St. Mary's City -- Along shorelines from which colonial ships once put out for England with cargoes of tobacco and corn, crews from St. Mary's College now sail in search of national championships and individual awards -- and they are finding them regularly.

In the past three years, 21 members of St. Mary's sailing teams have been named All-America, including some who had not raced boats before enrolling at the college.

Academically, St. Mary's College is the only public honors college in the state, mandated to provide an affordable, accessible liberal arts education on par with top private schools.

It is a college that continues to build a reputation for academic achievement and value. Money magazine, for example, rated St. Mary's among the top 10 small liberal arts colleges in four select national and regional categories this year.

But along the waterfront, St. Mary's is making extraordinary gains with its 37-member sailing team, which includes Danielle Brennan, a 19-year-old sophomore who last year slam-dunked the women's yachting world and earlier this year was named Rolex Yachtswoman of the Year.

Academically and athletically, said sailing coach Adam Werblow, St. Mary's is something of a Dartmouth set along the shores of the St. Mary's River, on the site of Maryland's first capital city.

"More and more, as the school's academic reputation grows at the national level and the sailing reputation is at the national level, we get more and more talented academic applicants," said Werblow, 28, who has been the sailing coach for seven years. "This year, of our top two recruits, one had SATs of 1,400 and one had about 1,180. That certainly wasn't the case seven years ago. The average SATs were quite a bit lower, but just like the sailing team, the school's academic reputation is on the upswing big-time."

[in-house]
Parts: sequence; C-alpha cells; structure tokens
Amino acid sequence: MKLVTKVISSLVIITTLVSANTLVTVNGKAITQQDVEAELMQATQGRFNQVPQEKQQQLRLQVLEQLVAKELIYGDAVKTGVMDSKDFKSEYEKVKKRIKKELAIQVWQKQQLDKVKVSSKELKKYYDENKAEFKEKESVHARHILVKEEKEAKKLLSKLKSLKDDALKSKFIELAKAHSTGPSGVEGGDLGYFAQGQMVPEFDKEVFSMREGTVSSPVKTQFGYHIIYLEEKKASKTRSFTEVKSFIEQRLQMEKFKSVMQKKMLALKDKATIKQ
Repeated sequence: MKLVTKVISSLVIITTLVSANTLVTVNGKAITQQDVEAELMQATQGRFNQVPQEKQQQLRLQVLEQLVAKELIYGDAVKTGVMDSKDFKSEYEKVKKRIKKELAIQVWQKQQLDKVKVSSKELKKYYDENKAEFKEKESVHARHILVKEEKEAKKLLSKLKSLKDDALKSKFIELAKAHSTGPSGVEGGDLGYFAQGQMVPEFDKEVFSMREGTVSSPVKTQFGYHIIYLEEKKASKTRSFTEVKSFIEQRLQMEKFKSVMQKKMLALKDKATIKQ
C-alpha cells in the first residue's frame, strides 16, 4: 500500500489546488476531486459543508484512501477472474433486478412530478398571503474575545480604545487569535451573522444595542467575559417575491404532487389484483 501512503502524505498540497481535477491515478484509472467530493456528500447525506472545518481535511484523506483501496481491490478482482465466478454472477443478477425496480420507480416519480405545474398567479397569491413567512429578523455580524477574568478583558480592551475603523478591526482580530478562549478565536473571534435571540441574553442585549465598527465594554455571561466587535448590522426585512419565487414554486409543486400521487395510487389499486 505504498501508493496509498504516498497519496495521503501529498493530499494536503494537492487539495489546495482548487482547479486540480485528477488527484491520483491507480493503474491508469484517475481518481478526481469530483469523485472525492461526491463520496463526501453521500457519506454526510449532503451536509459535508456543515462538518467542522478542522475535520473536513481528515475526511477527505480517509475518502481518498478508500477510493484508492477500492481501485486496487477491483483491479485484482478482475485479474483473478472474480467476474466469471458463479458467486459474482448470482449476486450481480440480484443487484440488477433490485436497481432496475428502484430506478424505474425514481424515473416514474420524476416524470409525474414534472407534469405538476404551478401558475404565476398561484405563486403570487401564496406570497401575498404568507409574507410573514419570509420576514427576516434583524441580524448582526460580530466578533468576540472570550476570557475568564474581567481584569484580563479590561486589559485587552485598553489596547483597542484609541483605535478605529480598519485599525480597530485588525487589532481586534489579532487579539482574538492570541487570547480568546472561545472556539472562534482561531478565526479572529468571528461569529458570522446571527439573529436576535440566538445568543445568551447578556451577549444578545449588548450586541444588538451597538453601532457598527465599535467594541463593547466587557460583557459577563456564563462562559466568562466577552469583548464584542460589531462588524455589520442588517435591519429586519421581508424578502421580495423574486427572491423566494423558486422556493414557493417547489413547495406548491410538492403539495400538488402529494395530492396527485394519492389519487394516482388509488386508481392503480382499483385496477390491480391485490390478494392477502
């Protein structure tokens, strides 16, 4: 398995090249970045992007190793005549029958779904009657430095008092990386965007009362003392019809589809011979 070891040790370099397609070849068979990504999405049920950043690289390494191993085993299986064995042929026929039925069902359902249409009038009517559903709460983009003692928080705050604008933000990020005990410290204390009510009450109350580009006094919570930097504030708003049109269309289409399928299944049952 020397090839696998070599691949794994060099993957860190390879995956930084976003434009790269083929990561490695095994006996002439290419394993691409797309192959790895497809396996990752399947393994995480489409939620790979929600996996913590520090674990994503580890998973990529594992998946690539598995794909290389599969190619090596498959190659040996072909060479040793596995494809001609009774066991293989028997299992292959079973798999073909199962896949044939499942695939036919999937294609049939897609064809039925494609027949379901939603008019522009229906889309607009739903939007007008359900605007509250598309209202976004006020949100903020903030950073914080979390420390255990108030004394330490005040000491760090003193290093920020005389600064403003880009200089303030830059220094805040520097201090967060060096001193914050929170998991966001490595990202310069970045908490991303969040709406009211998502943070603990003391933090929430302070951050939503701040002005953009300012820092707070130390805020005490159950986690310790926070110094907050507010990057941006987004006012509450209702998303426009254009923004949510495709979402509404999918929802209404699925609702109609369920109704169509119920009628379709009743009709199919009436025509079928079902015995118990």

In the sailing world, Werblow said, small liberal arts colleges with strong academics are limited to a handful -- St. Mary's, Connecticut College and Dartmouth.

"Out of those three schools, St. Mary's has made the biggest commitment to the sport and easily has the best facilities," said Werblow, who coached the U.S. Youth World Team to two gold and two silver medals in 1991 and will coach the U.S. sailing team this summer in Bermuda.

"One of the neatest things about our teams is that there are people who come out and watch our practices, and they can't tell who are the world champions and who are the beginners," said Werblow, adding that half of the current team members are walk-ons.

"The world champions have taught the beginners so well from the start that their technique is excellent, and the beginner winds up bringing things to the table that you would never guess could be taught to some of these real hot shots.

"Off-the-water things in a lot of cases -- something about nutrition, maybe how to prepare for an exam, how to write an essay -- so that the academic side of the sailor's life is more together, so that when they come out and they go sailing they are better prepared, their minds are clear and they are focused on the racing."

The catalyst in the mix of academics and athletics at St. Mary's, Werblow said, is personal direction. During the sailing season, Werblow said, virtually each weekend members of the team leave St. Mary's after classes on Friday and spend Saturday and Sunday competing against other college teams.

"The national regattas move from site to site," Werblow said. "One weekend, we are at St. Mary's, the next it is at the Naval Academy or the following weekend at Harvard. . . . It is difficult after coming back from Boston at 3 in the morning to get up for your 8 o'clock on Monday -- particularly if you have an exam."

Last year Brennan became the only college sailor and thyoungest person (18) to win the Rolex award. She said that she is driven to excel, on the water and off.

"When I was little, I was dyslexic, and I still am," said Brennan, who grew up in Manhattan. "I had tutors and so on, and everything has been really hard for me.

"Living in New York City, I had to drive an hour and a half to go sailing at Kings Point Merchant Marine Academy, so I had to really attack it and try to learn.